The Truth about Using Statins
If you feel like you’ve been hearing more about a class of drugs called statins in the past couple of years, you’re probably right.
New cholesterol guidelines issued by the American College of Cardiology and the American Heart Association (ACC/AHA) in late 2013 dramatically changed doctors’ approach to heart disease prevention. The end result: A reclassification of the types of patients who should be prescribed statins.
According to the guidelines, if you fall into one of the following four high-risk categories, taking a statin could help you sidestep a heart attack or stroke:
- You’ve been diagnosed with cardiovascular disease or have suffered a heart attack.
- Your level of LDL (the harmful type of cholesterol) is 190 mg/dL or higher.
- You have type 1 or type 2 diabetes and your LDL is 70 mg/dL or higher.
- Your risk of having a heart attack or stroke in the next 10 years is 7.5 percent or higher, according the ACC/AHA risk calculator (a simple algorithm your doctor can perform during a standard office visit that takes into account age, smoking status, race and other factors).
Statins not only reduce cholesterol by blocking a substance your body needs to make cholesterol, they can also lower the risk of heart attack, stroke, and even death from heart disease by up to 20-30 percent by reducing inflammation. So, over the course of five years, statins prevent one or two heart attacks for every 100 patients who take the drug.
Misconceptions About Statins
Nevertheless, news reports about dangerous, even life-threatening side effects have some patients shying away from statins, even when a family history of heart disease, elevated cholesterol and blood pressure levels place them at high risk of heart trouble.
While it’s always good to be informed about the medications you are taking and potential side effects, let’s set the record straight regarding six common beliefs about statins:
- Statins cause muscle aches.
The truth: While serious side effects of statins are rare, about 5-10 percent of patients report muscle aches. Most of these symptoms can be eliminated by taking a different type or dose of statin. As with any medication, statin therapy requires some trial and error to identify the best tolerated therapy for each patient. The good news: There are a lot of options for statin medication, so it’s likely you and your doctor will uncover an appropriate fit.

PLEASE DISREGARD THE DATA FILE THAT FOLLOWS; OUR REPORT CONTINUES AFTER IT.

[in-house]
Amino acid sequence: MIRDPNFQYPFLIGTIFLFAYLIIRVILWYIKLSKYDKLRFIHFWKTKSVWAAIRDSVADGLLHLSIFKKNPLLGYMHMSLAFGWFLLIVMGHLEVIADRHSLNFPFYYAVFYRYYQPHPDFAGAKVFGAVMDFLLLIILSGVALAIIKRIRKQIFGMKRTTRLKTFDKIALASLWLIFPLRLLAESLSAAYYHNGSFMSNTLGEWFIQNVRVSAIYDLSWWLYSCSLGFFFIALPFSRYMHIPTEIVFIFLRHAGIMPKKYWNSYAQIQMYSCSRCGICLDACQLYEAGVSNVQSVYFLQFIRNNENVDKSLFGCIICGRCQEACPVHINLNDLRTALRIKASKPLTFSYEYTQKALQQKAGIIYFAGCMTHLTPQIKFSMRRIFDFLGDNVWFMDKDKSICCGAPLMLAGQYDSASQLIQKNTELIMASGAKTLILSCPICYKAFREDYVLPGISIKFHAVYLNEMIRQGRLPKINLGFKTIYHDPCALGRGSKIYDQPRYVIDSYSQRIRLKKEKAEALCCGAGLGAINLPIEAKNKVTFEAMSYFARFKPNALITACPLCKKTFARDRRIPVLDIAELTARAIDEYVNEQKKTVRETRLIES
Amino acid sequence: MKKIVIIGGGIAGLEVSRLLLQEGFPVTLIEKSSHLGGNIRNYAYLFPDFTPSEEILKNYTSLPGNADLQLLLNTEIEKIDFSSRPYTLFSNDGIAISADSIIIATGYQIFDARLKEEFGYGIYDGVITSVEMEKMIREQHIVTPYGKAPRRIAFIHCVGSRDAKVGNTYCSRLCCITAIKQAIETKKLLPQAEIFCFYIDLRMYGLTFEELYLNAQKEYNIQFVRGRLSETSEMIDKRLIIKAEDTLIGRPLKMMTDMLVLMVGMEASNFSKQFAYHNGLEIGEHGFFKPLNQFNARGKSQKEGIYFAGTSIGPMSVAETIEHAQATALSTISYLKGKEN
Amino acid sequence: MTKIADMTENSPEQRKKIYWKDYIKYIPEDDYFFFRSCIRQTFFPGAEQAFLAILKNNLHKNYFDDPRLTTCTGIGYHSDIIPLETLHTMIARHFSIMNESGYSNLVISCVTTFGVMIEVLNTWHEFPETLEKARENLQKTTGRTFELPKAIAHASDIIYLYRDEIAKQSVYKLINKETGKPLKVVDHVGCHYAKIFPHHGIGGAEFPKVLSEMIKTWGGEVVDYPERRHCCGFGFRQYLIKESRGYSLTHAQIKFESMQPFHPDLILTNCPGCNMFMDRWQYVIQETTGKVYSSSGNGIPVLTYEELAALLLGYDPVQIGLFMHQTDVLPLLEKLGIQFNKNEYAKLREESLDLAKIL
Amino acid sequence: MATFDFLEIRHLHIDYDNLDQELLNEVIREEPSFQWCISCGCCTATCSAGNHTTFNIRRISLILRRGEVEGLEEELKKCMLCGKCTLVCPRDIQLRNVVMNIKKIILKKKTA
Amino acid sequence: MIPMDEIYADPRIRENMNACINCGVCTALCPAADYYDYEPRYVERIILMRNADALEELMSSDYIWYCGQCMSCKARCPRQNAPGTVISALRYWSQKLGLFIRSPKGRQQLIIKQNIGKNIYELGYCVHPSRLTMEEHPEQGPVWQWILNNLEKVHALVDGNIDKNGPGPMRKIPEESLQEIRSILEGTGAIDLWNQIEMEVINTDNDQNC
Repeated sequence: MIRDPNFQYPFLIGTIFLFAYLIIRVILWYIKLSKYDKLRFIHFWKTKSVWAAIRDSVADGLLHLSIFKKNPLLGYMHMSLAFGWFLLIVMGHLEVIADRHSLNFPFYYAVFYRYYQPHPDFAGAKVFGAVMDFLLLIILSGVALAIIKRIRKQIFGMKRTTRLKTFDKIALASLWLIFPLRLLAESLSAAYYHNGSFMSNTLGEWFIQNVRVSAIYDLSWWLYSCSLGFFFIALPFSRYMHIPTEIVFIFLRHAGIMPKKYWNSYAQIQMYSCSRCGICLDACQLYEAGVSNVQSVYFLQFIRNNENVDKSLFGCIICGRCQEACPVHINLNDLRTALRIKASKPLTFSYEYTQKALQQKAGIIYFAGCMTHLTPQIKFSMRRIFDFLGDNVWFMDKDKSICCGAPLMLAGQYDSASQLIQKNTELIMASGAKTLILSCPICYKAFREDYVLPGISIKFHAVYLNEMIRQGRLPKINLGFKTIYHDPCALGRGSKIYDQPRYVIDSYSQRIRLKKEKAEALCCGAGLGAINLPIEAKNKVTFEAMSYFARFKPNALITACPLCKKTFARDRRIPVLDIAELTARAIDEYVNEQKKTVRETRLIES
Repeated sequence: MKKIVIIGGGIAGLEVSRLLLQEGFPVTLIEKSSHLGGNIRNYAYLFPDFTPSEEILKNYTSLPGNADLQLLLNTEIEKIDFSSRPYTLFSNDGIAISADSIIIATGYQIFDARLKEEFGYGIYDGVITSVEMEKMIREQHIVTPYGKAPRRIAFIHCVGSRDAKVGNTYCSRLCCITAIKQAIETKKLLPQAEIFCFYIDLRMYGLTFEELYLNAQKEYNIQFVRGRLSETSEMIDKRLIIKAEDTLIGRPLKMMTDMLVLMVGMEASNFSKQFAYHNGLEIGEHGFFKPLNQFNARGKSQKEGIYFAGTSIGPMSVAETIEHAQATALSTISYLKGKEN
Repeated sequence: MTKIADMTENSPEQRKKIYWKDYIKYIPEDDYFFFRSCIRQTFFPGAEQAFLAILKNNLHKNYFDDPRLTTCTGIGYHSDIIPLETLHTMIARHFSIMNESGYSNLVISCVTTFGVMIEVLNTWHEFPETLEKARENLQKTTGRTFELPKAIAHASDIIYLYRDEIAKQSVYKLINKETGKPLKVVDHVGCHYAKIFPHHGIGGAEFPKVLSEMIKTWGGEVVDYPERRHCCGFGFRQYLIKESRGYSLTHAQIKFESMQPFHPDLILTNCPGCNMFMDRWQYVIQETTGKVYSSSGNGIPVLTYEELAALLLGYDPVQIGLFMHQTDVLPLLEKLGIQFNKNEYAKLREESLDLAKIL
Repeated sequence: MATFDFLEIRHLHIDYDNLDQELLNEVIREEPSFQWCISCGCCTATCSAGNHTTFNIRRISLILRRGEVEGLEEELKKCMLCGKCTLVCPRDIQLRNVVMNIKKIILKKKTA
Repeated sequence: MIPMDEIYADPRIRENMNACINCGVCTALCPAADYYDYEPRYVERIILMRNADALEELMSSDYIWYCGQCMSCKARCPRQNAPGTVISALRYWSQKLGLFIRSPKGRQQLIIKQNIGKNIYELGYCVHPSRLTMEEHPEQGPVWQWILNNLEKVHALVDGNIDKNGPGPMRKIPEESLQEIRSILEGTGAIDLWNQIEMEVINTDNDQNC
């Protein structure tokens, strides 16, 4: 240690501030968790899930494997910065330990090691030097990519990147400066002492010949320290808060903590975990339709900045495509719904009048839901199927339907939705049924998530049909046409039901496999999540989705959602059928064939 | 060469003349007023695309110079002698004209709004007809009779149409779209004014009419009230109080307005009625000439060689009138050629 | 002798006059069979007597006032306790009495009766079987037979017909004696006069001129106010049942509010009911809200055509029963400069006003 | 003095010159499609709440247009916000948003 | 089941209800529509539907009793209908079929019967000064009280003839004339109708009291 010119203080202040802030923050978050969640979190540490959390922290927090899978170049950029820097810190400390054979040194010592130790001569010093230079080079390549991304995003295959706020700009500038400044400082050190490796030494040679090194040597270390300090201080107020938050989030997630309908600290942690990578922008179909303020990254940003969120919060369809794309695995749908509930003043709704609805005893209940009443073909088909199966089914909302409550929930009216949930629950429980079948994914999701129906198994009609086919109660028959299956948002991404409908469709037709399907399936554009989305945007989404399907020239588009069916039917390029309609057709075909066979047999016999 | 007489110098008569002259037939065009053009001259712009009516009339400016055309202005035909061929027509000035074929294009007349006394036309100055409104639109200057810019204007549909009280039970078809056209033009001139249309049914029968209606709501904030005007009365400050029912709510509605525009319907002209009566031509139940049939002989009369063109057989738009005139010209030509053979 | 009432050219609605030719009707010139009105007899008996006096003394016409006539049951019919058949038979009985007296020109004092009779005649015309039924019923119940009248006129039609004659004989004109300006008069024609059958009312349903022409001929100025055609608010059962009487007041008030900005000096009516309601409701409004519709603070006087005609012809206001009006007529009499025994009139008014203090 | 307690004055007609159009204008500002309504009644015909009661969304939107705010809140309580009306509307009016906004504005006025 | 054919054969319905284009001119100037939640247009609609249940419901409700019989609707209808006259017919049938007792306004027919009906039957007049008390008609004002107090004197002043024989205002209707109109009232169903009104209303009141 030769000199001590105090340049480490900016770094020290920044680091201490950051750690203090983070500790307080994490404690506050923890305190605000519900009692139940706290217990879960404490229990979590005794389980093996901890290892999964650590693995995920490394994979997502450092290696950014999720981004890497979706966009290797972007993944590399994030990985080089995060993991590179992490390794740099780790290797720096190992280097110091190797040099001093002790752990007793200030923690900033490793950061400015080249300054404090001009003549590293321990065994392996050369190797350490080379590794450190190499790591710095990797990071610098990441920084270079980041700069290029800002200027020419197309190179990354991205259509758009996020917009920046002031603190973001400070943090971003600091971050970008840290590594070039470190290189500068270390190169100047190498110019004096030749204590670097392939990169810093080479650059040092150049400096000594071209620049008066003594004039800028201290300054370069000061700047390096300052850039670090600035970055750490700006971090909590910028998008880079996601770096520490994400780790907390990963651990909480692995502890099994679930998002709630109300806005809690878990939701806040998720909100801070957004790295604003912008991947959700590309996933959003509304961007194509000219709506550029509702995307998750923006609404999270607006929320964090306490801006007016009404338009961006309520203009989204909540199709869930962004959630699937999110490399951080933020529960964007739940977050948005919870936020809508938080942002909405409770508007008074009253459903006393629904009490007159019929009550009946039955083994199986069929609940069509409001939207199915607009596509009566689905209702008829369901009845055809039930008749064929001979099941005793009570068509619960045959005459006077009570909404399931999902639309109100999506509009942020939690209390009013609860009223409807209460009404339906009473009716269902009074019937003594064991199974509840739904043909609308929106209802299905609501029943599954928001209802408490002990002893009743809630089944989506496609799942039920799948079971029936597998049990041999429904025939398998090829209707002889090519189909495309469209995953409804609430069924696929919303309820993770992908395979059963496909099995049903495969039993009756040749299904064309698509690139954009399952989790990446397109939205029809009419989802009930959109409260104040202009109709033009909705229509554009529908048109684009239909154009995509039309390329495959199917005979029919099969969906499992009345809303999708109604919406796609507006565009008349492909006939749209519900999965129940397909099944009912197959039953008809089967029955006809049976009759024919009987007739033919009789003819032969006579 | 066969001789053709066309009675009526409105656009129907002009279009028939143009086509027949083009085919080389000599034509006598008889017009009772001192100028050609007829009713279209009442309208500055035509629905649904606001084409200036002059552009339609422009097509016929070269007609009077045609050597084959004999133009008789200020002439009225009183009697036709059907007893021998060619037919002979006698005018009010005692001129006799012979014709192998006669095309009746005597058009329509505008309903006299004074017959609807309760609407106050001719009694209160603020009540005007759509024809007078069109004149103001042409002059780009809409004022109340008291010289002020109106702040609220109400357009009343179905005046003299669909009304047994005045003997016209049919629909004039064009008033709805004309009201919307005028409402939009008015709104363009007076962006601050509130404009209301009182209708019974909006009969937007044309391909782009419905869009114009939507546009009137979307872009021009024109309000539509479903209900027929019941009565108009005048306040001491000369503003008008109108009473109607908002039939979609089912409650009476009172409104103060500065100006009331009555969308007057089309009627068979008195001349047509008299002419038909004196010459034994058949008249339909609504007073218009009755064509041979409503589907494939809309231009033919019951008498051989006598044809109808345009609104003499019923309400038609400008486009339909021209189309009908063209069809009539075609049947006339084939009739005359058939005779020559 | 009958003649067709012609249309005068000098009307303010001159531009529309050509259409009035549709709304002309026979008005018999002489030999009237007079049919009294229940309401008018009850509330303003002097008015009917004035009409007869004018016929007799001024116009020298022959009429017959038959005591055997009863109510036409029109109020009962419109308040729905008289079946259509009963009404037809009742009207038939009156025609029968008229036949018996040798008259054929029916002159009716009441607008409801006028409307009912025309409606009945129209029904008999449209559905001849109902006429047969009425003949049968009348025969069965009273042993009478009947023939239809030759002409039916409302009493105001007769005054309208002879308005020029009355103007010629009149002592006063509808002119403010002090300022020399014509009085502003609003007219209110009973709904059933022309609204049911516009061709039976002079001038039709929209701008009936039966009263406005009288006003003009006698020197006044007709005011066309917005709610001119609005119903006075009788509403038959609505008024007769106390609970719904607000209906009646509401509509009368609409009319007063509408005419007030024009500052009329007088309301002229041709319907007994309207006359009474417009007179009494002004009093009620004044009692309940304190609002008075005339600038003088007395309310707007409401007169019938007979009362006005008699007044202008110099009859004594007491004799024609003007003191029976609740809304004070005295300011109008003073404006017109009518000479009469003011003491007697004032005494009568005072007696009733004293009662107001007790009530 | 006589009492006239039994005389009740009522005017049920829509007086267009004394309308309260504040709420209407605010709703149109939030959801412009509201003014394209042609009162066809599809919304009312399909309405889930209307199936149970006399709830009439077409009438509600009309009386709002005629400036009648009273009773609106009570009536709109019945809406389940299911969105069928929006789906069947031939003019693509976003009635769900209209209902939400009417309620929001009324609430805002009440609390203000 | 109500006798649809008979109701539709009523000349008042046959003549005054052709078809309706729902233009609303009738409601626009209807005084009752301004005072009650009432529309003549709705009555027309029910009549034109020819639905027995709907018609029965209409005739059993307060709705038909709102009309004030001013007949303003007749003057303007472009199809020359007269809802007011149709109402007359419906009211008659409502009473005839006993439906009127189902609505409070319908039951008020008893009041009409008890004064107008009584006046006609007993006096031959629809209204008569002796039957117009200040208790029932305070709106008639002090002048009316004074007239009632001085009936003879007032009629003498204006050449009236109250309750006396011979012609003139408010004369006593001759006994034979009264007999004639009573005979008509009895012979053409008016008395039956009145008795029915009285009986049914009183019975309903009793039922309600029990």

- Statins lead to memory loss.
The truth: Some people have experienced memory loss and confusion after starting a statin, but there is no high-quality evidence linking statin use to memory loss or the inability to think straight. In fact, numerous studies suggest that statins may improve brain function.
- Statins increase the risk of diabetes.
The truth: Taking a statin can increase blood sugar levels. If you’re already pre-diabetic, that slight hike in blood sugar could push you into diabetes. Even so, research suggests that this risk of diabetes caused by statins is about 0.5-1%. So in that sense, the benefits of statin therapy greatly outweigh the risks.
- Statins encourage poor lifestyle choices.
The truth: While there may be some patients who think popping a statin can protect them from poor lifestyle choices, most people view the prescription for what it is: A drug that works in concert with healthy behaviors to reduce heart disease risk.
- Taking statins for life is cost-prohibitive.
The truth: Historically, the expense of statin therapy (which is typically a lifelong commitment) was too much for the average patient. Today, nearly all statins have a generic counterpart, so they’re more affordable.
- Taking a daily statin means I’m failing at my health.
The truth: Sometimes lifestyle changes aren’t enough to lower your heart disease risk. But that’s no reason to withhold a lifesaving treatment. If you are at risk, don’t wait until you have a heart attack or stroke to take action. Be proactive instead. Stop smoking (and avoid second-hand smoke), eat a healthy diet rich in fruits and vegetables, exercise regularly, and supplement those healthy behaviors with the necessary prescription medications.
In general, statins are well-tolerated, effective medication with little risk to patients. The key, of course, is working with your doctor to identify the drug that works best for your unique circumstances.
For an appointment or to find a doctor, visit henryford.com or call 1-800-HENRYFORD (436-7936).
The Henry Ford Women’s Heart Center is designed to provide life-changing support to women with heart disease or cardiovascular risk factors. Learn more about how a comprehensive Lifestyle Enhancement Visit may help you or call (313) 876-4540 to make an appointment.